Once the program reaches the endless loop, at Main, it will continuously print "Looping...." on the PC screen. In between reading the DEBUG command and the GOTO command (and vice versa) it will check polled-input pin 0 and set polled-output pin 1 accordingly. In this case, when I/O pin 0 is set low, the BASIC Stamp will set I/O pin 1 high. When I/O pin 0 is set high, the BASIC Stamp will set I/O pin 1 low. It will continue to perform this operation, in between each command in the loop, endlessly.

It's important to note that in this example only the DEBUG and GOTO commands are being executed over and over again. The first three lines of code are only run once, yet their effects are "remembered" by the BASIC Stamp throughout the rest of the program.

If the polling commands were not used, the program would have to look like the one below in order to achieve the same effect.

Setup:
  INPUT 0
  OUTPUT 1

Main:
  OUT1 = ~IN0
  DEBUG  "Looping...", CR
  OUT1 = ~IN0
  GOTO Main

In this example, we create the inverse relationship of input pin 0 and output pin 1 manually, in-between the DEBUG and GOTO lines. Though the effects are the same as when using the polling commands, this program actually takes a little longer to run and consumes 7 additional bytes of program (EEPROM) space. Clearly, using the polling commands is more efficient.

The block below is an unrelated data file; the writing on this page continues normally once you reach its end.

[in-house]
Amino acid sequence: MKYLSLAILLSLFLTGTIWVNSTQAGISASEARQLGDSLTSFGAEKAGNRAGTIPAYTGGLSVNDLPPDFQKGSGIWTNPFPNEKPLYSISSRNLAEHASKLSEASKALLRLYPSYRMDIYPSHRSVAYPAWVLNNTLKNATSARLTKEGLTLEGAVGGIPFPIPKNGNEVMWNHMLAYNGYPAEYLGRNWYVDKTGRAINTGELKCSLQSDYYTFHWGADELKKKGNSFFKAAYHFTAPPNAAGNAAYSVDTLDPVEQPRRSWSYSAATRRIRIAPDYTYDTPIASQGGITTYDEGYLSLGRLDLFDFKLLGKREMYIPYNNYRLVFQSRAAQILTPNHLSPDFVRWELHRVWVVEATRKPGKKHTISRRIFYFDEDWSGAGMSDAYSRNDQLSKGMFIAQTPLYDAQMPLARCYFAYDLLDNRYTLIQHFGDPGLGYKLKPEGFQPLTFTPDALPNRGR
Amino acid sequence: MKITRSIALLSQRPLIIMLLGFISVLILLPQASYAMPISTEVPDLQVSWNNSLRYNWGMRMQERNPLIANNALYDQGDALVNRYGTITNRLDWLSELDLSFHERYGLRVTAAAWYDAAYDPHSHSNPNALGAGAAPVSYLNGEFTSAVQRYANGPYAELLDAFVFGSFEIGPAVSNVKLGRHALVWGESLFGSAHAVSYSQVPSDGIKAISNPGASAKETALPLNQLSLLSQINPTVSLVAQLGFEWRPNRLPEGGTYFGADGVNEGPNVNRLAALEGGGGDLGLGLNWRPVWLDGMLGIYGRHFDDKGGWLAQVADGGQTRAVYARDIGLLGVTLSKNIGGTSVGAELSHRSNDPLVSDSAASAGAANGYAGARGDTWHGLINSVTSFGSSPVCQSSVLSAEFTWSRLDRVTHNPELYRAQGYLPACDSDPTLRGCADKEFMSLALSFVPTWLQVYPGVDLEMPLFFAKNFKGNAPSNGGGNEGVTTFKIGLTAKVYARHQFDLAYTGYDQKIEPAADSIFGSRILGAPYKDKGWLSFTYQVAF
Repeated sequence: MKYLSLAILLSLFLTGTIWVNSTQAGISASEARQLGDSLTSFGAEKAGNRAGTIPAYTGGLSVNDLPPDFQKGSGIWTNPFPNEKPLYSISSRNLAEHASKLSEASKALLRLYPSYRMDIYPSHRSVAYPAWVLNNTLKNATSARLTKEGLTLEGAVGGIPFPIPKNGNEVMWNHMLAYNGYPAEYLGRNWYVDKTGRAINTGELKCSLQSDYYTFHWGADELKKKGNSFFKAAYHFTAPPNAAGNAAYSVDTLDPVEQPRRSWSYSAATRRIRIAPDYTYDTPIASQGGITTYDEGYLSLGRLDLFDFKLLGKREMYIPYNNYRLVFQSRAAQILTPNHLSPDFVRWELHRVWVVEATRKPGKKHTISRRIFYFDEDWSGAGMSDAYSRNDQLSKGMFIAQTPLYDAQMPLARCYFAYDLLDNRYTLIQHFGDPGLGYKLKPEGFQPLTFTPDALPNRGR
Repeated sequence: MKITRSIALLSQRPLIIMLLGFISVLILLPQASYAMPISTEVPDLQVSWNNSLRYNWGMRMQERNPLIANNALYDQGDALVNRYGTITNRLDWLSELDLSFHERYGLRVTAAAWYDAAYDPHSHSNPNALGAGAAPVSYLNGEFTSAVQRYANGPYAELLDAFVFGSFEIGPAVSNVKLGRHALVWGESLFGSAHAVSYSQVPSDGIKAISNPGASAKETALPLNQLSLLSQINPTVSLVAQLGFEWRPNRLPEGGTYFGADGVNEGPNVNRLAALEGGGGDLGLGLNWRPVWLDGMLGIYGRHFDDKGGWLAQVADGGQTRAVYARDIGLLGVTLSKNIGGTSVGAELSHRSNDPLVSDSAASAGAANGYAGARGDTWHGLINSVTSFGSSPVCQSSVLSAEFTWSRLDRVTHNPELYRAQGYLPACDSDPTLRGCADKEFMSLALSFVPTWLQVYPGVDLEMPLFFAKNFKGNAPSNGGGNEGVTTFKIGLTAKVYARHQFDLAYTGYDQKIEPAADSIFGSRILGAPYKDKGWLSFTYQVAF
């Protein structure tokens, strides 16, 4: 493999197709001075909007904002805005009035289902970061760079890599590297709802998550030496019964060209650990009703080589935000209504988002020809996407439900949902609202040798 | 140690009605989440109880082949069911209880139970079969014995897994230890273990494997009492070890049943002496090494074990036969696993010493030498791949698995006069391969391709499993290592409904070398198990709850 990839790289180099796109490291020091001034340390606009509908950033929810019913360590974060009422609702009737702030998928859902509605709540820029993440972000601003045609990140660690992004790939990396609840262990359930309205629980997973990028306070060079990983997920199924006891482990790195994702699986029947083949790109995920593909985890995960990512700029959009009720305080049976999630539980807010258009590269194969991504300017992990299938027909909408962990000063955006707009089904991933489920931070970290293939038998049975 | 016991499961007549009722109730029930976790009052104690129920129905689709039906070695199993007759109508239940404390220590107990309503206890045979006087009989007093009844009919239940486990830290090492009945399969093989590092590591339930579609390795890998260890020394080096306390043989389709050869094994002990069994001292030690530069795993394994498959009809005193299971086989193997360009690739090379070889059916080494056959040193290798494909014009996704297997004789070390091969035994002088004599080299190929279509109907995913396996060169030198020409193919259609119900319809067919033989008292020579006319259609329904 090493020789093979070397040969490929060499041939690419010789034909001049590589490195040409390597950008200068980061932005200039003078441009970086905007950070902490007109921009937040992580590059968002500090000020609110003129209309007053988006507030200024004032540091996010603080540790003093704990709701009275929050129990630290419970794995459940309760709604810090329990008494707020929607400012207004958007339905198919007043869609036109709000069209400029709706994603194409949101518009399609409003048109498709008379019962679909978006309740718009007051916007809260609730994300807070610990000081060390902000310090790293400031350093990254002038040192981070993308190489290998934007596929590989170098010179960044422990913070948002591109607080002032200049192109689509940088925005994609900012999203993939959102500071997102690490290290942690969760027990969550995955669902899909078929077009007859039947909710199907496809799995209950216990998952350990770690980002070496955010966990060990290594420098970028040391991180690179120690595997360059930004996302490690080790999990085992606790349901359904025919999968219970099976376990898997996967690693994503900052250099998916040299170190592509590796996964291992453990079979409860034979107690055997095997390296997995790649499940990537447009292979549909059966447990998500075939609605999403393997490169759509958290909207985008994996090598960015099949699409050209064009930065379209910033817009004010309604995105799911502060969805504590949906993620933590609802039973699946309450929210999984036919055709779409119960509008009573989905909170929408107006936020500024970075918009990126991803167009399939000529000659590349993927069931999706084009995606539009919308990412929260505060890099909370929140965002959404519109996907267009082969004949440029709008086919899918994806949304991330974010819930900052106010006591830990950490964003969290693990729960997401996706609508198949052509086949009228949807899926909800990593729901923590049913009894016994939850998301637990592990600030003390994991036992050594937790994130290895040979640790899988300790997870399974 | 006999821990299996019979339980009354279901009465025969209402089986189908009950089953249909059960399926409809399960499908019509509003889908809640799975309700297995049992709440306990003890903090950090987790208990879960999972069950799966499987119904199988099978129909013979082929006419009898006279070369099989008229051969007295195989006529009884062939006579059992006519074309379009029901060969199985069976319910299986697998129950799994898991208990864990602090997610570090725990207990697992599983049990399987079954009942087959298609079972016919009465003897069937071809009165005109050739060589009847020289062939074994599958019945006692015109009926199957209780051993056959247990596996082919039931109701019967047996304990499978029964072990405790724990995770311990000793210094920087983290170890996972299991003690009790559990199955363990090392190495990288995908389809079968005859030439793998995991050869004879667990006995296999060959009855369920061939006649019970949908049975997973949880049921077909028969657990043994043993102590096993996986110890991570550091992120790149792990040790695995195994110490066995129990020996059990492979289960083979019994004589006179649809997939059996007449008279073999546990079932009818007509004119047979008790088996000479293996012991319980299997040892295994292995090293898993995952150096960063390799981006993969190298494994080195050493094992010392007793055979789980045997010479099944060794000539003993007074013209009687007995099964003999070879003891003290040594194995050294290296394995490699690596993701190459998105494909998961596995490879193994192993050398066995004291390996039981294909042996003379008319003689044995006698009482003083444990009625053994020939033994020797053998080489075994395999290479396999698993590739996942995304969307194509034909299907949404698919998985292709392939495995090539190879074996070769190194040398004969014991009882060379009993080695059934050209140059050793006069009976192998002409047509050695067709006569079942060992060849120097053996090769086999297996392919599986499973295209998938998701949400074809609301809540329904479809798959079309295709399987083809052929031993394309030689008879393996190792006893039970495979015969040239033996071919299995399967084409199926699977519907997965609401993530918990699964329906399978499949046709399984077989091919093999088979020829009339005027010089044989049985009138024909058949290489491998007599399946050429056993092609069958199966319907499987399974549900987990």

You can have as many polled-input and polled-output pins as you have available. If multiple polled-input pins are defined, any one of them can trigger changes on the polled-output pins that are also defined. For example:

Setup:
  POLLIN 0, 1
  POLLIN 1, 1
  POLLOUT 2, 1
  POLLMODE 2

Main:
  DEBUG "Looping...", CR
  GOTO Main

This code sets I/O pins 0 and 1 to polled-input pins (looking for a high (1) state) and sets I/O pin 2 to be a polled-output pin (with a high-active state). If either I/O pin 0 or 1 goes high, the BASIC Stamp will set I/O pin 2 high. This works similar to a logical OR operation. The truth table below shows all the possible states of these two polled-input pins and the corresponding states the BASIC Stamp will set the polled-output pin to.

Polled-Inputs Polled-Output
0 1 2
0 0 0
0 1 1
1 0 1
1 1 1

 

Normally, any polled-output pins reflect the state changes continuously, as described above. The POLLMODE command supports another feature, however, where the polled-output pins will latch the active state; they will change only once (when the poll state is reached) and stay in the new state until the PBASIC program tells it to change again. See the POLLMODE description for more information.